The request says “Given the credit profile of the industry prior to the onset of COVID-19, participation should be open to all carriers, no carrier shall be required to collateralize any instrument, and the particular instruments purchased or guaranteed should be structured so as to expedite the participant’s ability to re-access the private capital markets as promptly as practical and to stabilize their existing credit ratings.”
This is a major departure from how the $10 billion in loans to air carriers in the post-9/11 law was administered, in several ways:
- The 9/11 loan money was part of the federal budget, consistent with the Federal Credit Reform Act of 1990, but the airline’s proposed program would be even more off the federal balance sheet, through the Federal Reserve.
- The 9/11 law established an Air Transportation Stabilization Board (ATSB), with three voting members (USDOT, Treasury, Federal Reserve) and with GAO as a non-voting member, to administer the loan program. The A4A proposal would lock USDOT out of the process, with only Treasury and the Fed involved.
- The 9/11 law restricted loans and loan guarantees to cases where “the obligor is an air carrier for which credit is not reasonably available at the time of the transaction.” (That is one reason why only about $1.6 billion of the $10 billion in loan and loan guarantee authority was ever used.) The A4A proposal explicitly states that there is no creditworthiness requirement.
- The 9/11 law only allowed loans and loan guarantees if, in the judgment of the ATSB, ” the intended obligation by the obligor is prudently incurred…” No such requirement appears in the A4A proposal.
Question 1: If Congress extends credit to air carriers, would it insist on a temporary equity stake or profit sharing? The 9/11 law required the ATSB to require that loans and loan guarantees be accompanied by “contracts under which the Government, contingent on the financial success of the participating corporation, would participate in the gains of the participating corporation or its security holders through the use of such instruments as warrants, stock options, common or preferred stock, or other appropriate equity instruments.”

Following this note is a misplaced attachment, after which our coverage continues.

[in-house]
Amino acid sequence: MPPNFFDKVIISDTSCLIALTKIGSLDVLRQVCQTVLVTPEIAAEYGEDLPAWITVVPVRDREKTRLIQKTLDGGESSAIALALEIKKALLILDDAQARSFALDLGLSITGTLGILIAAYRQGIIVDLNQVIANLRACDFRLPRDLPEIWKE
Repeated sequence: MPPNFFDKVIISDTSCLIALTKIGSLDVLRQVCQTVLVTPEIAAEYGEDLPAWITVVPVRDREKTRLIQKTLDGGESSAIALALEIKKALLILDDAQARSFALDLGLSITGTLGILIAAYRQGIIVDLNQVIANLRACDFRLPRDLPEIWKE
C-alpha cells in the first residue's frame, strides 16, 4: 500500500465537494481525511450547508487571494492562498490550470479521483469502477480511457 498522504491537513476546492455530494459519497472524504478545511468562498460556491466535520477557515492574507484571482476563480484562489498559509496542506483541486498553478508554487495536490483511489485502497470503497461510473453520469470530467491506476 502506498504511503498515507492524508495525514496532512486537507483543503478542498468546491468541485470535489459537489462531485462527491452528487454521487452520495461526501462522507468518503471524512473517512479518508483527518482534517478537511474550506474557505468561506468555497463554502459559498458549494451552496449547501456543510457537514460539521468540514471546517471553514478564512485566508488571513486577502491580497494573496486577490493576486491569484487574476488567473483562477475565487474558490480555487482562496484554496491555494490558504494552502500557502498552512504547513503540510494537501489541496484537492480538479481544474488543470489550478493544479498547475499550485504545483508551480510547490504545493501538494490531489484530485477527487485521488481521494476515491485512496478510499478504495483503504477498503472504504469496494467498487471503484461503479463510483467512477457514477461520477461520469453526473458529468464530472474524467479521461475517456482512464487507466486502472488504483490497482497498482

Question 2: Will Congress insist on salary restrictions for participation in either grant or loan programs? The 9/11 law required that any air carrier employee at a carrier receiving a loan or loan guarantee, making over $300 thousand a year, had to have their salary frozen at the 2000 level for two years, or for departing executives, their “golden parachute” package could not exceed twice their 2000 compensation. (This is another reason why so few airlines got loans after 9/11.)
Airlines – Taxes
The airlines are asking for tax relief, in two parts.
Rebate. First, they want all regularly scheduled air carriers (including cargo airlines) to receive immediate rebates of the Airport and Airway Trust Fund excise taxes they have paid or will pay from January 1 through March 31, 2020. Simple subtraction from the monthly Treasury reports shows that Trust Fund taxes totaled almost $4.3 billion in the January-February period. Assume that the increasing terribleness of March travel demand brings those total tax payments up to around $5 billion by March 31.
Question: Does the Trust Fund bear the cost of the rebate, or will that cost be borne by general revenues? The Trust Fund currently has an uncommitted balance of around $6.5 billion, but having to give up a $5 billion rebate would eat most of that up.
Temporary repeal. In addition, the airlines want the temporary repeal of all of the AATF taxes paid by passenger and cargo airlines through December 31, 2021, “subject to a trigger for a further extension beyond 2021 dependent upon economic circumstances.”